So, stay tuned celiac sufferers, the next few years could produce some very interesting new treatments for celiac disease, something considered impossible just ten years ago.
    Source: Fierce Biotech

    Jefferson Adams
    Celiac.com 11/05/2018 - ImmusanT, Inc. is a clinical stage company looking to deliver innovative peptide-based immunomodulatory vaccine therapies to patients with autoimmune diseases, initiated enrollment in Australia and New Zealand for its celiac disease vaccine. Along with Nexvax2, ImmusanT is working to develop vaccines for other HLA-associated autoimmune diseases, including type 1 diabetes.
    The Phase 2 trials will assess the safety, tolerability and efficacy of its celiac vaccine, Nexvax2, on celiac patients who carry the immune recognition genes for HLA-DQ2.5.  Carriers of HLA-DQ2.5 account for approximately 90% of people with disease, and Nexvax2 is designed to protect these patients from the effects of gluten exposure.
    Nexvax2 is currently the only disease-modifying therapeutic candidate in clinical development for patients with celiac disease. Injections of Nexvax2 are designed to reprogram T cells that trigger an inflammatory response to gluten, thereby suppressing inflammation in patients with celiac disease. Phase 1 studies showed Nexvax2 to be safe and well-tolerated at even its highest dose levels.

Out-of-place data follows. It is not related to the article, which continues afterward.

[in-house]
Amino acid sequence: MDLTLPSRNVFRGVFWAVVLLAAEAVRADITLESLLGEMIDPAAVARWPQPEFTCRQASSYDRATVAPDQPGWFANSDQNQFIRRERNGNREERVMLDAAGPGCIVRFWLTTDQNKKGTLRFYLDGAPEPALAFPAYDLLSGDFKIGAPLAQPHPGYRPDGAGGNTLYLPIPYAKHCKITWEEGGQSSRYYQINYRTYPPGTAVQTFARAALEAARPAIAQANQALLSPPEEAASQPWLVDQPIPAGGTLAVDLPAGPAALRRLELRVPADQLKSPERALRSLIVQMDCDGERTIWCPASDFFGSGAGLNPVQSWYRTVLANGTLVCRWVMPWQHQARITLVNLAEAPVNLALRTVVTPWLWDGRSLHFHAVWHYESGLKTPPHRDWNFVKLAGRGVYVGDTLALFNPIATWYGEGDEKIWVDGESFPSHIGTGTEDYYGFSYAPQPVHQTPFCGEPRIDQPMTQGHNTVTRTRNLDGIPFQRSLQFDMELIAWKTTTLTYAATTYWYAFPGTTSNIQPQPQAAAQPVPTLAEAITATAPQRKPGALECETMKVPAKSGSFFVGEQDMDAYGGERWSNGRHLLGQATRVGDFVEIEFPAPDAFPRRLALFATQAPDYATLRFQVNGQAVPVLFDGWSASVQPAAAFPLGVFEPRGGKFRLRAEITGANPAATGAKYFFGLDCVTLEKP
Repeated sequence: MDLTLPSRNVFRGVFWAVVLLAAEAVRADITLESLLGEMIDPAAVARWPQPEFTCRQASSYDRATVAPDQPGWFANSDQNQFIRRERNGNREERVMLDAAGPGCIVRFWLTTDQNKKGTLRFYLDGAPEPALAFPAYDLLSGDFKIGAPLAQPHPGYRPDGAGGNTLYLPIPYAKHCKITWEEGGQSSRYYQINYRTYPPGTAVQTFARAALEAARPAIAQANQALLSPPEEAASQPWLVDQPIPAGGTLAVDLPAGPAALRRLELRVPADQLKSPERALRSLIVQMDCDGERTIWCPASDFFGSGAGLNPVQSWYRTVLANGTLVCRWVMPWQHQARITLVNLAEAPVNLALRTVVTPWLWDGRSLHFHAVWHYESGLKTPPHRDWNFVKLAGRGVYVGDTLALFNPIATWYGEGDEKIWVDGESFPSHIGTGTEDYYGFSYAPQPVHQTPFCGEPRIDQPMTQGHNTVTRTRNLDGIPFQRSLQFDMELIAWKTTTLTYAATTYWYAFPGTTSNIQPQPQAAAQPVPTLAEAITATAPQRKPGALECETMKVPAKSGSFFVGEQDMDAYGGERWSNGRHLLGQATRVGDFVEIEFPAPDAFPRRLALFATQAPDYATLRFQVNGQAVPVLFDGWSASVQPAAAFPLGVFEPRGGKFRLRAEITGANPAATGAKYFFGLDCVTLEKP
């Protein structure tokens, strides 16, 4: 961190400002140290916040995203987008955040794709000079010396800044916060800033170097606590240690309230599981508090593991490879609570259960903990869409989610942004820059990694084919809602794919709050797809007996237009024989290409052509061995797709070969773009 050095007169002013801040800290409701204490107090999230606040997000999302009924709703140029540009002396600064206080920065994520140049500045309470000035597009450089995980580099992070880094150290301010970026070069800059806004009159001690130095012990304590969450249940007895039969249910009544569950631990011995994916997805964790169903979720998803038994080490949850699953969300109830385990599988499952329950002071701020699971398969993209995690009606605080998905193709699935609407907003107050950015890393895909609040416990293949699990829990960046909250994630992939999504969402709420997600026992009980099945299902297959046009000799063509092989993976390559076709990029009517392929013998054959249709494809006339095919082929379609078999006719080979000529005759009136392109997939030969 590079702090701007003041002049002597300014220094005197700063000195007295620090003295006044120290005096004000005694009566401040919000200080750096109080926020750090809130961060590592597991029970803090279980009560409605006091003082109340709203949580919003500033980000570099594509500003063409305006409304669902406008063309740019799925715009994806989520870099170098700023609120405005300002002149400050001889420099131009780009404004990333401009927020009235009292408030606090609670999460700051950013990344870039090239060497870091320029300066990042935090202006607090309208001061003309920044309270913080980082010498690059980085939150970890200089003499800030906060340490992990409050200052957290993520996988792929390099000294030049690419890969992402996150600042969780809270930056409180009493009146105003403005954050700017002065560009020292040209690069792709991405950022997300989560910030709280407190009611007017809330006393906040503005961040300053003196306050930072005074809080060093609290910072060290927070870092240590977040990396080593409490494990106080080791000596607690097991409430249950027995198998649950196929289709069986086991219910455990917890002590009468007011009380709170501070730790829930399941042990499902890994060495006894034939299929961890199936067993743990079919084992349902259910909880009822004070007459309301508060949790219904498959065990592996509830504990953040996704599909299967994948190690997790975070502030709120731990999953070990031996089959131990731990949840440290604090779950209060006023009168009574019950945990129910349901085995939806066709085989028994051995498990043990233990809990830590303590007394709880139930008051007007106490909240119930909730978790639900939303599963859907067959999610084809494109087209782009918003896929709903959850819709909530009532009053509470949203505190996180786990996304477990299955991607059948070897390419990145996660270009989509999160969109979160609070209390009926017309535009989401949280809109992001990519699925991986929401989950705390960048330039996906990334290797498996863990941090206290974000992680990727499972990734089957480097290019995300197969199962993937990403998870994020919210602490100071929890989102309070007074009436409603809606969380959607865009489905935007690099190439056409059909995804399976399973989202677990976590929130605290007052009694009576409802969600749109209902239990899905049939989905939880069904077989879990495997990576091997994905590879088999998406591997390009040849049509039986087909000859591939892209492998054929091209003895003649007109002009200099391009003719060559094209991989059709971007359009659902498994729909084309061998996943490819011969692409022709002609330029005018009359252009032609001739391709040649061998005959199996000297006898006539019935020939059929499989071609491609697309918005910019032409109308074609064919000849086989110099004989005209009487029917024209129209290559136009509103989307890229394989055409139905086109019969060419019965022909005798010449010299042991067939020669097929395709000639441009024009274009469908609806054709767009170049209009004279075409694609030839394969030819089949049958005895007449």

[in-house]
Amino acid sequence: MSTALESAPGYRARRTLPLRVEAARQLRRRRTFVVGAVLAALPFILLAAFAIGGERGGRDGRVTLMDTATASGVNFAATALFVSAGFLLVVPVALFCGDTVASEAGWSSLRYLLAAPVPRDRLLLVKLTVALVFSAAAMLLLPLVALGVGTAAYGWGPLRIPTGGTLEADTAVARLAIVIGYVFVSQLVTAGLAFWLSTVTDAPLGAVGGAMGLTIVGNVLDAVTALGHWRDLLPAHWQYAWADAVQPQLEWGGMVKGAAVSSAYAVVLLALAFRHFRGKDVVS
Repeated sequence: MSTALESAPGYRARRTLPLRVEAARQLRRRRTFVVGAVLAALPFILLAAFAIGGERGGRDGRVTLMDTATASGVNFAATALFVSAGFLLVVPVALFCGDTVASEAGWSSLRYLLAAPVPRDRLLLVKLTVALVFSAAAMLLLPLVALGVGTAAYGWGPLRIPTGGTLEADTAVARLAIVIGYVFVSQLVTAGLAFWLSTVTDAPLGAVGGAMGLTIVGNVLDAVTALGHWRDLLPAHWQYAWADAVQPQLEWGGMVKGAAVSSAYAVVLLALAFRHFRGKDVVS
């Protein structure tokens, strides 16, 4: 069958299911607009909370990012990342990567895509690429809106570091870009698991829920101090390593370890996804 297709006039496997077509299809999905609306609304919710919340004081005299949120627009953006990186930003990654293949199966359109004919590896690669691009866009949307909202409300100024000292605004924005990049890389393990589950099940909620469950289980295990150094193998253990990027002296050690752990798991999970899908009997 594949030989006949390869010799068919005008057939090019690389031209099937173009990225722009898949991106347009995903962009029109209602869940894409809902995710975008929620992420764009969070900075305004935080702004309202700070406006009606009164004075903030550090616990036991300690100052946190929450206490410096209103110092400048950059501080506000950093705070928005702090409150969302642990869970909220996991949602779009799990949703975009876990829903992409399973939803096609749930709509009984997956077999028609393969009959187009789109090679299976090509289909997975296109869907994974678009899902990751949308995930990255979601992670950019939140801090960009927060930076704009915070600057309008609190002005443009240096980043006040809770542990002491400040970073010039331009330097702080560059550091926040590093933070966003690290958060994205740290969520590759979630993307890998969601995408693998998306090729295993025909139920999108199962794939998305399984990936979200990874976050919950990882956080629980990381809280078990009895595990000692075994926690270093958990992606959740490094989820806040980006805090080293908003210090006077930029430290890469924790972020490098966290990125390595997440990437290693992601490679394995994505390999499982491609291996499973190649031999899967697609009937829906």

In Phase 2 clinical trials, ImmusanT hopes to confirm clinical efficacy of Nexvax2 administered by injection into the skin for treatment of celiac disease. The study plan consists of an initial screening period of 6 weeks, an approximately 16 week treatment period, and a 4 week post-treatment observational follow-up.
    The trials will be conducted at sites in Melbourne, Perth, Adelaide and Brisbane, in addition to sites in New Zealand. For the U.S. study researchers will enroll approximately 150 patients across the U.S., Australia and New Zealand. 
    Phase 2 is a randomized, double-blind, placebo-controlled clinical study of Nexvax2 in adults with confirmed celiac disease who have followed a gluten-free diet for at least a year prior to screening. 
    “This trial is important in establishing clinical proof-of-concept for a treatment that would provide benefit beyond that of the gluten-free diet,” and will “test if Nexvax2 can specifically target the immune response to gluten in people with celiac disease and modify associated symptoms,” said Jason Tye-Din, MBBS, Ph.D., principal investigator at the Royal Melbourne Hospital and head of celiac research at the Walter and Eliza Hall Institute of Medical Research in Melbourne, Australia. 
    For more information about RESET CeD, including inclusion and exclusion criteria, please visit www.clinicaltrials.gov (Identifier: NCT03644069).